How do you weigh an ocean?
Chris Hughes - We know that the sea level is rising. It's been rising at about 3 millimetres per year for the last 20 years or so and we're pretty certain it's going to continue rising but there are lots of different estimates of how much. So over the 21st Century it might rise by half a metre, a metre, maybe even more. Whether it rises by a lot really depends on how much ice melts. The main source of water is the ice that is locked up in Greenland or in Antarctica which can melt and fill the ocean. But the other way it can rise is you don't have water, it's just the water that's already there expands to take up more space because it is warming up. So we want to be able to separate out the two different sources of sea level rise and in order to do that is for me to measure the mass of the ocean separately from its volume. The mass tells us how much ice is melting, water pouring off the continents, whereas the volume tells us about the density change as well so we need to separate the two out to understand what is happening.
Sue Nelson - So is this why you want to actually build an instrument or device that would in a conventional sense of the word, quite literally, weigh the ocean by going on the seabed on the seafloor?
Chris Hughes - Yes, that's right. It gave us quite a surprise to find that this might even be possible. When you look at the sea level problem altimetry has been brilliant because it has measured the entire ocean, so the satellite measures almost the whole world and we know because we're measuring everywhere that we're measuring the global picture. If you don't measure the global picture you don't get the total. The ocean sloshes around in a very complicated way and if you just measured it at one place you wouldn't see global sea level rise you would actually see mostly the sloshing or the local effects. So you need to do that global average. But it turns out when we look at what ocean models can tell us that when you look at the bottom of the ocean things get much quieter and especially in the tropics there's so little of this sloshing going on on long timescales but it gets so quiet that if you just measure the pressure you're not measuring the sloshing anymore you are just measuring the slow rise of the ocean as the ice melts.
Sue Nelson - If you're measuring the pressure down, a force down on an instrument on the sea floor, how will that though make a global average? You're going to get a different measurement on the other side of the world.
Chris Hughes - That's the surprising aspect of it. I think of it like a little bit like when you're filling the bath. If you turn the taps on and look near where the taps are you can't actually tell whether the bath is filling because there's so much splashing around going on, but if you look a long way away all the ripples are damped out and there's just a gradual creep of the level up the side of the bath. That's what we're doing here, we finding a place where all that splashing around isn't really influencing what we see. So all that's left is the global average.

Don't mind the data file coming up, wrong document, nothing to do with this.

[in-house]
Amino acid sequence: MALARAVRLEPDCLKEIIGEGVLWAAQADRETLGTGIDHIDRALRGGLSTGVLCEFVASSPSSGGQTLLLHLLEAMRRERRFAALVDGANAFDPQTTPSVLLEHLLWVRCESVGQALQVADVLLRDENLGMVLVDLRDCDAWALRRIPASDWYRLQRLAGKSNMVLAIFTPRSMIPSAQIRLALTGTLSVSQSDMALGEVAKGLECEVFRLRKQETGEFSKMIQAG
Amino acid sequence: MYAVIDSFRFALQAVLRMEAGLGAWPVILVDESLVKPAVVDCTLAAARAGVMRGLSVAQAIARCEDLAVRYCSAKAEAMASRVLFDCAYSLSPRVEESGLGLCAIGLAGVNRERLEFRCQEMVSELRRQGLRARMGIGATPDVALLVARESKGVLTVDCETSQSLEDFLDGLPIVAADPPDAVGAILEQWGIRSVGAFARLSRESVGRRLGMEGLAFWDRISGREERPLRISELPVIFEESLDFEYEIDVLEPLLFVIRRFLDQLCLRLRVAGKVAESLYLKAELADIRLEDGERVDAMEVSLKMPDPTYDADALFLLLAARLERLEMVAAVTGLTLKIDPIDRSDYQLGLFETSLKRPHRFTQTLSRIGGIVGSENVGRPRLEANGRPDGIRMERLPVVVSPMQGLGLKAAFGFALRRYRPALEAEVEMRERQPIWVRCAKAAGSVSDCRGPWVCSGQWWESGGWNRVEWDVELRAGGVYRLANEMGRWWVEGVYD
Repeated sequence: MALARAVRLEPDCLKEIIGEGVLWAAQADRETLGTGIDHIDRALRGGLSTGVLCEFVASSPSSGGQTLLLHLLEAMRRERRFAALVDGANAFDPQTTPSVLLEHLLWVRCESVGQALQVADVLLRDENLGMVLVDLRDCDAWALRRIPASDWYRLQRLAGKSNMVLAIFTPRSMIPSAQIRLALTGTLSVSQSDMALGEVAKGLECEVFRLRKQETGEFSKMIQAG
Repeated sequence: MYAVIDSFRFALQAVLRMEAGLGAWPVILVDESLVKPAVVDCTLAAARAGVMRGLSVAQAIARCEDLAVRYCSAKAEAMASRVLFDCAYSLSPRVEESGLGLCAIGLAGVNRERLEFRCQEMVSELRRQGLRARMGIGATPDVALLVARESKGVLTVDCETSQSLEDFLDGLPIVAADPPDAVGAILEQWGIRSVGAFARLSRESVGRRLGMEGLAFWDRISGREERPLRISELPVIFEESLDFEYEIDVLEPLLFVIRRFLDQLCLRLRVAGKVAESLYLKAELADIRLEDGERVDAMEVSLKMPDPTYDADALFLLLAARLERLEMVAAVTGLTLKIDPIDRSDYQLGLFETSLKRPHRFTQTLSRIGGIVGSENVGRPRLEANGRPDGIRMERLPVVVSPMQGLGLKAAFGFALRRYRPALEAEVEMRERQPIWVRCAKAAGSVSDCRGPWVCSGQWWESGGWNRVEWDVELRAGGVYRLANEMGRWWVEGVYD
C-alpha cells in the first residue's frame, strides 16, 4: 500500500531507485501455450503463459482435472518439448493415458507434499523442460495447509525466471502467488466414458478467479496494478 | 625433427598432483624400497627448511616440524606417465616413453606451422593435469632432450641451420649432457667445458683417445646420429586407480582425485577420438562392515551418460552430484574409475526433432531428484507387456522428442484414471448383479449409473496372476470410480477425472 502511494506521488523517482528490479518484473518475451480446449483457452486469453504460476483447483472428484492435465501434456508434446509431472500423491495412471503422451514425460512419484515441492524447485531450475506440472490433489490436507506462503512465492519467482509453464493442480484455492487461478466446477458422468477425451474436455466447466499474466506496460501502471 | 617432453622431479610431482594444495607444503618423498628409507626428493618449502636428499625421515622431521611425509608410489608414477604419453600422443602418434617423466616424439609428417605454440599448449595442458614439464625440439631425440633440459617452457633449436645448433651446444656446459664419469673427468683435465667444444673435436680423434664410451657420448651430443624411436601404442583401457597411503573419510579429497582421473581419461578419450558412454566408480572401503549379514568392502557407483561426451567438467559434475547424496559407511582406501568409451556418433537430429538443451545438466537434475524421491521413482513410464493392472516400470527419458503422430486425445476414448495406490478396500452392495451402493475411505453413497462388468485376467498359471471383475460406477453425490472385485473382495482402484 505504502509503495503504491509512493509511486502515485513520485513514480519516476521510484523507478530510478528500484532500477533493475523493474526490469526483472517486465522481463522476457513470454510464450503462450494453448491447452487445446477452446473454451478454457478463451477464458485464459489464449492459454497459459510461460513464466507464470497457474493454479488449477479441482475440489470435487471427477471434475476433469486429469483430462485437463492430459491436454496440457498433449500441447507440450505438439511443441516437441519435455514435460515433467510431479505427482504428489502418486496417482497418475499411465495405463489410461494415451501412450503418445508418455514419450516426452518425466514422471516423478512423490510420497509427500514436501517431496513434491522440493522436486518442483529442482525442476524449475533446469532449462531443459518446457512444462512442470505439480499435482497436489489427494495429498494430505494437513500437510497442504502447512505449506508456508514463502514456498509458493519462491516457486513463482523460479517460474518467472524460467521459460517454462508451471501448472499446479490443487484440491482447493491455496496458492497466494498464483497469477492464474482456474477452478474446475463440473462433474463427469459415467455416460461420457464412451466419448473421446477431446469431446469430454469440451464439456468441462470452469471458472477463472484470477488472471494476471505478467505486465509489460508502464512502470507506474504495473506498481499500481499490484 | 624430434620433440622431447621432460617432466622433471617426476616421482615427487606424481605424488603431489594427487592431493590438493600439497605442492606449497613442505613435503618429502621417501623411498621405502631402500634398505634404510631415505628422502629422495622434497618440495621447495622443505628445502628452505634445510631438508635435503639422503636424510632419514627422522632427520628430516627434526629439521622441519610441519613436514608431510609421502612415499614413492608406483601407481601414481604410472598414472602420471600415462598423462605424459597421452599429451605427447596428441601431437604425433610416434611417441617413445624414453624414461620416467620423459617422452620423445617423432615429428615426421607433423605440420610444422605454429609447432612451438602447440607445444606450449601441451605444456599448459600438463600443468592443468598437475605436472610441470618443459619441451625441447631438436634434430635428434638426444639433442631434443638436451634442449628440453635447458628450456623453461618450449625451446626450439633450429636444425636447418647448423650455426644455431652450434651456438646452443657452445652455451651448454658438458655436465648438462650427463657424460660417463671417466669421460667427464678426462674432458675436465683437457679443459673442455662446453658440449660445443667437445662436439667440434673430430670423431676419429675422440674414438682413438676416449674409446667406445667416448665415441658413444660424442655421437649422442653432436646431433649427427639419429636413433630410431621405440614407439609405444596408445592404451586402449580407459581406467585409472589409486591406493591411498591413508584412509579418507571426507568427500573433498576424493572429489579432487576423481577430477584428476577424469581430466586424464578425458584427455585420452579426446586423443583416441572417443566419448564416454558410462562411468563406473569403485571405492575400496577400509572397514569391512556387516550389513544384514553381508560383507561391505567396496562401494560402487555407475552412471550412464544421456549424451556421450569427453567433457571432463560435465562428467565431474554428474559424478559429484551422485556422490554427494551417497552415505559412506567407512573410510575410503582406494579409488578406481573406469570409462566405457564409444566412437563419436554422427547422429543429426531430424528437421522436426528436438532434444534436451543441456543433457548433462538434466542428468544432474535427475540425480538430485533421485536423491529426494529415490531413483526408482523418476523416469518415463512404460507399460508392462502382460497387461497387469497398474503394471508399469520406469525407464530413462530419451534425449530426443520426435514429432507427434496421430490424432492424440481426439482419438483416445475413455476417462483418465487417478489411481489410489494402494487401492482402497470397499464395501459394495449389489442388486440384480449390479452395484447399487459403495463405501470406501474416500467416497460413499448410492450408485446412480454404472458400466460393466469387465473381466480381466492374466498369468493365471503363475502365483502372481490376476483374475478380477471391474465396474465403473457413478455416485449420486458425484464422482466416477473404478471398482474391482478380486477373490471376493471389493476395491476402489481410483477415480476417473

Sue Nelson - Right then, let's get to the nitty gritty. What will this instrument consist of and how are you going to build it?
Chris Hughes - Well that's the challenge. The same technology has been used for about the last 40 years which consists of a quartz crystal and the resonance of that crystal, the resonance frequency depends on the pressure but these have a problem, they have got much better over the years but even so when you put them down in five kilometres of water they are still slowly crushed by the pressure so we can't measure these changes in pressure on the very long timescales we would like to. It's not super difficult. We're talking about one in ten million accuracy, so you want to be in five kilometres of water measuring a pressure change equivalent to about half a millimetre. That would be the level we would aim for.
Sue Nelson - How deep are we talking about you going? Several thousand metres I would imagine.
Chris Hughes - Yes, typically it will be three to five kilometres. You want to be away from the edges of the ocean, so somewhere in the middle and that's the usual depth.
Sue Nelson - So if you can't use these quartz crystals what else are you going to use?
Chris Hughes - That's where we're asking for ideas. One possibility is using something to do with electromagnetism with light. We know there are great ways of measuring things to enormous accuracy if you're using light so maybe we can do something to do with the refracting index of a fluid which will change according to its pressure. Maybe there is something to do with the speed of sound that we could measure or ideas have been floated about using something which changes phase.
Sue Nelson - So this is a science and engineering challenge as well.
Chris Hughes - Yes, that's what we're trying to do. We want to get engineers around the world who have just not thought of this as a problem to bring their expertise to bear and come up with innovative solutions. There have to be lots of things that we haven't thought of and we've been stuck with the same technologies, as I say, for 40 years. It's a really fundamental piece of physics; pressure is not a complicated variable. I'm sure there is someone out there who has a brilliant idea that would solve our problem. If we can get these message out so that people understand that there is a challenge and this is what we need I am sure someone, somewhere, has the idea that will solve our problem.